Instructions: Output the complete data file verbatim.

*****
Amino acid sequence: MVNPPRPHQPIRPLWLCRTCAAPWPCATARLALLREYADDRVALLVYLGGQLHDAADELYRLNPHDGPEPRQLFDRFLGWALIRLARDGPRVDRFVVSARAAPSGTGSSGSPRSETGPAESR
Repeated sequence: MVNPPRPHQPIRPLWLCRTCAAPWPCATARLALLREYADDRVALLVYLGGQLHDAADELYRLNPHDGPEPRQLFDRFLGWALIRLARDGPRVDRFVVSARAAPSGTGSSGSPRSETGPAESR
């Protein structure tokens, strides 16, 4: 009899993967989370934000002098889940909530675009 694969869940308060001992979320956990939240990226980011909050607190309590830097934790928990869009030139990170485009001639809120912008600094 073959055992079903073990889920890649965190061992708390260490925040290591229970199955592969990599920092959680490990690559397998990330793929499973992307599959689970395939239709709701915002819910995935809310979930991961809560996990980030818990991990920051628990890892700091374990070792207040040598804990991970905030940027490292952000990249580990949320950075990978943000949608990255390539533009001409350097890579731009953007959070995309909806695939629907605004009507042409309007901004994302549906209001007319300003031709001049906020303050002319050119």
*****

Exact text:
Amino acid sequence: MVNPPRPHQPIRPLWLCRTCAAPWPCATARLALLREYADDRVALLVYLGGQLHDAADELYRLNPHDGPEPRQLFDRFLGWALIRLARDGPRVDRFVVSARAAPSGTGSSGSPRSETGPAESR
Repeated sequence: MVNPPRPHQPIRPLWLCRTCAAPWPCATARLALLREYADDRVALLVYLGGQLHDAADELYRLNPHDGPEPRQLFDRFLGWALIRLARDGPRVDRFVVSARAAPSGTGSSGSPRSETGPAESR
């Protein structure tokens, strides 16, 4: 009899993967989370934000002098889940909530675009 694969869940308060001992979320956990939240990226980011909050607190309590830097934790928990869009030139990170485009001639809120912008600094 073959055992079903073990889920890649965190061992708390260490925040290591229970199955592969990599920092959680490990690559397998990330793929499973992307599959689970395939239709709701915002819910995935809310979930991961809560996990980030818990991990920051628990890892700091374990070792207040040598804990991970905030940027490292952000990249580990949320950075990978943000949608990255390539533009001409350097890579731009953007959070995309909806695939629907605004009507042409309007901004994302549906209001007319300003031709001049906020303050002319050119």